From Hotspot to Climate-smart Hub

Climate change has dominated the international agenda over the last quarter of 2014. From the UN climate week in New York to the Asia-Pacific Cooperation Summit in Beijing all the way to the G-20 meeting in Brisbane, the clear and present danger of unchecked rises in temperature levels has finally hit home. Setting aside old divides, world leaders have come forward with bold announcements and pledges in a bid to arrest climate change. The unfolding developments represent a watershed that will help break the long stalemate in global climate talks with the promise of ushering a new era of low-carbon future. This turn of events has led many to believe that the momentum for climate action is gathering steam ahead of the Lima Summit this month for a successful post-Kyoto agreement in Paris in 2015.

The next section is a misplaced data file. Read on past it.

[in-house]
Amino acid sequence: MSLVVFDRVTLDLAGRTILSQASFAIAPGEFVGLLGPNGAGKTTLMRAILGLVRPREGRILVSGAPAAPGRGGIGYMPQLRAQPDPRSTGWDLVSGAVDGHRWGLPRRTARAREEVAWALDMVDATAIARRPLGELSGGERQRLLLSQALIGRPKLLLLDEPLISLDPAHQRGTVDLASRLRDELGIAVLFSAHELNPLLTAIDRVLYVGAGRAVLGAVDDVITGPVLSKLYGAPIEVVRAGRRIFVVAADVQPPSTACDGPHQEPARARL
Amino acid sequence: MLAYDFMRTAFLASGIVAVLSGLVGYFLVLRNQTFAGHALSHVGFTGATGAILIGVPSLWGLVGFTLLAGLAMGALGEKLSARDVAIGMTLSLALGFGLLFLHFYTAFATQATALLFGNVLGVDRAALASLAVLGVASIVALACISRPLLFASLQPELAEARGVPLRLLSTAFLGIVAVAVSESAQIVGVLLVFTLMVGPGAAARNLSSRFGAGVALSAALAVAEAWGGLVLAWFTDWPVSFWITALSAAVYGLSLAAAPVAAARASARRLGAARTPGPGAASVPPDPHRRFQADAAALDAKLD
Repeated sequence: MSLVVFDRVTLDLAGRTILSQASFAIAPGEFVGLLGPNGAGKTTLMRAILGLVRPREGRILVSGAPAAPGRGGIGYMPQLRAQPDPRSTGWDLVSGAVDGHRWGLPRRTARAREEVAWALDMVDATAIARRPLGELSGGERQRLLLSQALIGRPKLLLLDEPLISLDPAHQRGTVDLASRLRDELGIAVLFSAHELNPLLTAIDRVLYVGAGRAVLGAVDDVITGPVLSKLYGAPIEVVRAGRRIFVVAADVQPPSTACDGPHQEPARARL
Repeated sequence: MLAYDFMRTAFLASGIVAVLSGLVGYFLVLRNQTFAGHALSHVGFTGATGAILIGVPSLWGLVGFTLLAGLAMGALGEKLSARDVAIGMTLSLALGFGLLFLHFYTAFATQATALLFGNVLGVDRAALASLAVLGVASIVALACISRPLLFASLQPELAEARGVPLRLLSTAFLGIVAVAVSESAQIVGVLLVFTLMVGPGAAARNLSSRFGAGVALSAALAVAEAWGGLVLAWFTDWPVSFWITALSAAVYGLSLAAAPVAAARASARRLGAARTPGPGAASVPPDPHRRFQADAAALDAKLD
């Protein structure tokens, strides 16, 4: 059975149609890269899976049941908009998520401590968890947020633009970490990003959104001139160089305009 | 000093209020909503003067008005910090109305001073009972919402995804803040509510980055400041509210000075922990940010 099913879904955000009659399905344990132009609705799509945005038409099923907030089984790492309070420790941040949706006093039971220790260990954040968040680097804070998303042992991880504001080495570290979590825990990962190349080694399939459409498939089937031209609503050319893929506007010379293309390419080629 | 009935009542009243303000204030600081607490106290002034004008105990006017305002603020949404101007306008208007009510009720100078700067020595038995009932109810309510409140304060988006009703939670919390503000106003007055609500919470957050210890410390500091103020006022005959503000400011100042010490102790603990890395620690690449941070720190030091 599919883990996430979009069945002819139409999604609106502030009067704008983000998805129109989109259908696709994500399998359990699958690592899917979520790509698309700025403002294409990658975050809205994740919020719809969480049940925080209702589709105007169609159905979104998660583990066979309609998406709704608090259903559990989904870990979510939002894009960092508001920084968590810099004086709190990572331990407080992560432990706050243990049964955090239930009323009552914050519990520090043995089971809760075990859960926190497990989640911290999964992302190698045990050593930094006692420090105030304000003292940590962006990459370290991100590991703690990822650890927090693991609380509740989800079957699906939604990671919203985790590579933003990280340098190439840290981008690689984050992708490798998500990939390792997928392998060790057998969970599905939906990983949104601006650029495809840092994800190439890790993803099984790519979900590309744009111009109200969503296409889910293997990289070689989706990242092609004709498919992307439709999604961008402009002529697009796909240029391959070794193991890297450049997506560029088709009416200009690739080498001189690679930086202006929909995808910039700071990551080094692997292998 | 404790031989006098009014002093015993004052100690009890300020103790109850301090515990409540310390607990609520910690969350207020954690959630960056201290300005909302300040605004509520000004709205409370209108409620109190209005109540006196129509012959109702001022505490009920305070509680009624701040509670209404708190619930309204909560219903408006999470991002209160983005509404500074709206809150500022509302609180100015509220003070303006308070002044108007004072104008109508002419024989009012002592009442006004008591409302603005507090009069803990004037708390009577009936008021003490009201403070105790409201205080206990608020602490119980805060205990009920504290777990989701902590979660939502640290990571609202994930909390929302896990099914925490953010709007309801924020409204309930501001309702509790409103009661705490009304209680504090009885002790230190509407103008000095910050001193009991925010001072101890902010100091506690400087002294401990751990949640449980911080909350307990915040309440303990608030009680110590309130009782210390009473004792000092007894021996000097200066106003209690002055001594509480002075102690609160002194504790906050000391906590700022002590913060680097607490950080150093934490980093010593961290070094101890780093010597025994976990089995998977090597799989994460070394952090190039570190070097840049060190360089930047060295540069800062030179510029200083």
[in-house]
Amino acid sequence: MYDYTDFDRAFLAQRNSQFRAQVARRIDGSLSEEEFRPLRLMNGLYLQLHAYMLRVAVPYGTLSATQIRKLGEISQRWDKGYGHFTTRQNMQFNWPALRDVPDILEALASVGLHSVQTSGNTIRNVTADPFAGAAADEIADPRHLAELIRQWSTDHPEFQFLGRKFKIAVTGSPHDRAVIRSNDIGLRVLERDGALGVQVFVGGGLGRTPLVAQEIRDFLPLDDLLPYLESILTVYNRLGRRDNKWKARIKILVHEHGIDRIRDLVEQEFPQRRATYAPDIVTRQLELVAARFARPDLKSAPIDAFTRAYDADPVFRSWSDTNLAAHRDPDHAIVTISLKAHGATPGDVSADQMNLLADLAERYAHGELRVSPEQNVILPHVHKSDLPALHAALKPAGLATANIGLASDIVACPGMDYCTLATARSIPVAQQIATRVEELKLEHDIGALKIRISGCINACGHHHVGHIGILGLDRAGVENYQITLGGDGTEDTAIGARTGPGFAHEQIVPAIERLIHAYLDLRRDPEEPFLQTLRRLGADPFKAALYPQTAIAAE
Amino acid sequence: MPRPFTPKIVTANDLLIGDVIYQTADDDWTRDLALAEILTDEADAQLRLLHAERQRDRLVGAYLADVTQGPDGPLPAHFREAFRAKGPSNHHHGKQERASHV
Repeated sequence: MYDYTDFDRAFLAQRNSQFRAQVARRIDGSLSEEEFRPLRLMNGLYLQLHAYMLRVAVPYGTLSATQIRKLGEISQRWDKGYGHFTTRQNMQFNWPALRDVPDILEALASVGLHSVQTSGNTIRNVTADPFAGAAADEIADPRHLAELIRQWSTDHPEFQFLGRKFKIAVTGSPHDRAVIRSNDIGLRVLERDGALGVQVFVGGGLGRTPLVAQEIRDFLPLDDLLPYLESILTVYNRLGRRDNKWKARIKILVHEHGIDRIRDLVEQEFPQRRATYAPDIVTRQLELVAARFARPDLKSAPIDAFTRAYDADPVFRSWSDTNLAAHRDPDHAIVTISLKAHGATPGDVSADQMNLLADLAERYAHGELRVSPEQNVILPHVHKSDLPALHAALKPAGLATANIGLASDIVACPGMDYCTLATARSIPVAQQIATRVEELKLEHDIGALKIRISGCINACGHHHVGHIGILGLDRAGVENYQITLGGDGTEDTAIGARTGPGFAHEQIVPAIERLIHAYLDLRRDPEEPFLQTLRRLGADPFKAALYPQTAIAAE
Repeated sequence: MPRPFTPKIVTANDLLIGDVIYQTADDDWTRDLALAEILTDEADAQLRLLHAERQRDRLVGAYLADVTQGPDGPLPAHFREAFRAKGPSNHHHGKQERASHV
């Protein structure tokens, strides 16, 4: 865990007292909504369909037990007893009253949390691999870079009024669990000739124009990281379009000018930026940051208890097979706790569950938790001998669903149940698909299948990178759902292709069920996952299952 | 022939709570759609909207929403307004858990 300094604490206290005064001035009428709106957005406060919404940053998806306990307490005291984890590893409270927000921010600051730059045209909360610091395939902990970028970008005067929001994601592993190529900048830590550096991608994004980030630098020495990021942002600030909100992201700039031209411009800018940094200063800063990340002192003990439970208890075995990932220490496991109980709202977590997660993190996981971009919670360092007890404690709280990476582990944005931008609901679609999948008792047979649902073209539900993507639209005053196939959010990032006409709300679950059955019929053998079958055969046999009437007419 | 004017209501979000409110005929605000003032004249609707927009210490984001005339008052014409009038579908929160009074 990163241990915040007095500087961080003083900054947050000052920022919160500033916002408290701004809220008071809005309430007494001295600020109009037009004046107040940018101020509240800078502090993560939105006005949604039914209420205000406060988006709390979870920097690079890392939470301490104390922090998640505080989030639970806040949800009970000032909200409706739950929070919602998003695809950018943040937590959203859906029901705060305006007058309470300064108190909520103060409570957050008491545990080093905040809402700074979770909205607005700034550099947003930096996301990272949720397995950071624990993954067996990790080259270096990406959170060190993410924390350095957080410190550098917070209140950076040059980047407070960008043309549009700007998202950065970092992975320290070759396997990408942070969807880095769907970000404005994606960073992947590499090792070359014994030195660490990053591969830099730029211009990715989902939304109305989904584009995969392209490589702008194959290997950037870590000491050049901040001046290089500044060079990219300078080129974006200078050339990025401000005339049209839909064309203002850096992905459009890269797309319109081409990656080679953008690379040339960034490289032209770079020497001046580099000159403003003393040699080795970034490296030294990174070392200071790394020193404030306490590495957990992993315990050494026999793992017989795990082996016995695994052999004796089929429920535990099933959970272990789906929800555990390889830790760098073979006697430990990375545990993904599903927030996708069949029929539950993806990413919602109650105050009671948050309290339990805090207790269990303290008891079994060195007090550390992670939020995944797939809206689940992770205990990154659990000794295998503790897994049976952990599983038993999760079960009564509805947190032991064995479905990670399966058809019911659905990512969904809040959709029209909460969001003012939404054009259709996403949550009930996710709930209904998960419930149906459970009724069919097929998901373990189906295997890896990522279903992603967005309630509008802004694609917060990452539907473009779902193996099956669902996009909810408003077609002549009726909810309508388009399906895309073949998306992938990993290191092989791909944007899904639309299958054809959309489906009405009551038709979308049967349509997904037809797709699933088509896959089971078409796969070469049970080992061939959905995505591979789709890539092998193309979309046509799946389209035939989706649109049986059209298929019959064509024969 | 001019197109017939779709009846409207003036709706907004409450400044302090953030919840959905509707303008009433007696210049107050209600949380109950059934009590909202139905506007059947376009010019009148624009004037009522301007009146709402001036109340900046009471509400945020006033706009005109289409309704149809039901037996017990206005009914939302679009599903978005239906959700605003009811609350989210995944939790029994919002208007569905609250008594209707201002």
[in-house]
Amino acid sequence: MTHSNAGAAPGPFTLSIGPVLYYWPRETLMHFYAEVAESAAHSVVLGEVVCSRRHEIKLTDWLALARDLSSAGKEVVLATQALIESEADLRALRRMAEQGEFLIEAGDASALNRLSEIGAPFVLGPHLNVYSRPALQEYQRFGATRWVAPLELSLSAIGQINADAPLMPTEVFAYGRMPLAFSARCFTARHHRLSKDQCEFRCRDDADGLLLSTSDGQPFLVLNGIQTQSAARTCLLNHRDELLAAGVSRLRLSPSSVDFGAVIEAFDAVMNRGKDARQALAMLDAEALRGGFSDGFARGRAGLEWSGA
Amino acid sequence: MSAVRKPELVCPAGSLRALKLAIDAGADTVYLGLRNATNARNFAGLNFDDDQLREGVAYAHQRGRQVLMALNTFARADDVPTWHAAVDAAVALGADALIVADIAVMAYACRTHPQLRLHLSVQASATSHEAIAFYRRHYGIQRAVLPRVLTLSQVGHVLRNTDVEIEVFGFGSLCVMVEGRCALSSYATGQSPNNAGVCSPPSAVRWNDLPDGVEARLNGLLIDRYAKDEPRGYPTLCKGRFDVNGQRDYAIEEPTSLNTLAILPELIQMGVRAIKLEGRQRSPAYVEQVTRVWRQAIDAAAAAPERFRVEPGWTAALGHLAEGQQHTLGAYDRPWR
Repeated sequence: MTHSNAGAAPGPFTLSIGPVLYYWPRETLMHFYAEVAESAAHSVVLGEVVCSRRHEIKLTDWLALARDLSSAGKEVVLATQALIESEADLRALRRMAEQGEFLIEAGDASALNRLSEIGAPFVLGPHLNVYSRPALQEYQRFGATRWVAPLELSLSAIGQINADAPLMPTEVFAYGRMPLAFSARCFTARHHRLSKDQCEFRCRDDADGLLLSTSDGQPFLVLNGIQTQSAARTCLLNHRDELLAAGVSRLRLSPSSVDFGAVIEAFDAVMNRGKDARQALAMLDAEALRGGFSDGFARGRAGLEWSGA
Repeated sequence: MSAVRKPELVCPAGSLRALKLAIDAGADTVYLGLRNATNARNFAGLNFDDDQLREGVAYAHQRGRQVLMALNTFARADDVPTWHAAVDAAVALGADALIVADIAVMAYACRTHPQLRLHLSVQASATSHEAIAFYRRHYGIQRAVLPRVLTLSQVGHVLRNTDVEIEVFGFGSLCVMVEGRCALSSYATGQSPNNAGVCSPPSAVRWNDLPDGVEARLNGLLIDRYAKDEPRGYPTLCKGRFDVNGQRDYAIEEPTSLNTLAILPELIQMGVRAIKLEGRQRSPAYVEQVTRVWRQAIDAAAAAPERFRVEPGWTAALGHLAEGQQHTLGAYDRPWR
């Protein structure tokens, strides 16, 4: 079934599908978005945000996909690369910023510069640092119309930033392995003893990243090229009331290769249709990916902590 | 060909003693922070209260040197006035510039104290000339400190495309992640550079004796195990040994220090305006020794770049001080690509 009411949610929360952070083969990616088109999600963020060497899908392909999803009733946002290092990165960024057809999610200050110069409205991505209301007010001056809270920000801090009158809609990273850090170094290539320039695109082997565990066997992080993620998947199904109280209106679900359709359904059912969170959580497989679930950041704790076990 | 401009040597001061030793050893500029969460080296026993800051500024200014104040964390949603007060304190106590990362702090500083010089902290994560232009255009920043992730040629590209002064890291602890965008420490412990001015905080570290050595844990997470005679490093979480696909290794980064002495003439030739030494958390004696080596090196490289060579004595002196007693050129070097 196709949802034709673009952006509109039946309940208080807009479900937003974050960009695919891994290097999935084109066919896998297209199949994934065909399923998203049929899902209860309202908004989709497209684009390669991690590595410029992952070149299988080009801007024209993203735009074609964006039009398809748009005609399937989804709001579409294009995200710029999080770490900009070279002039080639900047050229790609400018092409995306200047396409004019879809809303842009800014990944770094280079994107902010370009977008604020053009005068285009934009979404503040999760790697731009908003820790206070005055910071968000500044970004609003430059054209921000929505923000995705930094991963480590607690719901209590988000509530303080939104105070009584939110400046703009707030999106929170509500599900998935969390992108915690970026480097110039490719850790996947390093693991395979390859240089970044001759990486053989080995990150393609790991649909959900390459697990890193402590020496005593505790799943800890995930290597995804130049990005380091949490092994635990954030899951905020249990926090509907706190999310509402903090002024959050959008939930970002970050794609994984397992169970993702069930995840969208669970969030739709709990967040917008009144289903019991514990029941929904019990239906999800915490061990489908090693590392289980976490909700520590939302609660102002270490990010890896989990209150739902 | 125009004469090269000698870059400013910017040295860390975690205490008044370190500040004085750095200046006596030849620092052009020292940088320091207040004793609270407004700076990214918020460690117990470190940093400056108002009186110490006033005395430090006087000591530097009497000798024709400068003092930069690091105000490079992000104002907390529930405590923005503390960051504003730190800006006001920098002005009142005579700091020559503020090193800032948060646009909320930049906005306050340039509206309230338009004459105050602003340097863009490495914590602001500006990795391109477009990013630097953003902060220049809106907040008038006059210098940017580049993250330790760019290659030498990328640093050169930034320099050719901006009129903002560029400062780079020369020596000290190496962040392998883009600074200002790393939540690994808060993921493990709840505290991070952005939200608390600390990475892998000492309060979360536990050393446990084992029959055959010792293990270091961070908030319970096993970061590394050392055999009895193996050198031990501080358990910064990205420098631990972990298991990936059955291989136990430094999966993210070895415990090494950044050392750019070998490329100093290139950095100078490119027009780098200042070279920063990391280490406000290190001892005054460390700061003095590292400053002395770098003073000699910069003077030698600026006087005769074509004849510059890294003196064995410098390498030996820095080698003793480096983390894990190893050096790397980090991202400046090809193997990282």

Deals and Pledges 

One of the main highlights in recent months has been the deal brokered between the world’s biggest polluters, the US and China, which together account for close to 40% of global carbon emissions (China and US Make Historic Climate Change Agreement). The US agreed to reduce emissions by 2025, while China committed to a CO2 peak by 2030. At the rhetorical level at least, such pledges provide a degree of comfort to all stakeholders that the world is finally serious about a low-carbon future. 

The announcement of fresh climate finance towards the Green Climate Fund (GCF) was another potential dealmaker. This is good news for African countries that are gearing up to push for additional funding at the Lima Summit (African countries demand $7 billion for green fund by December).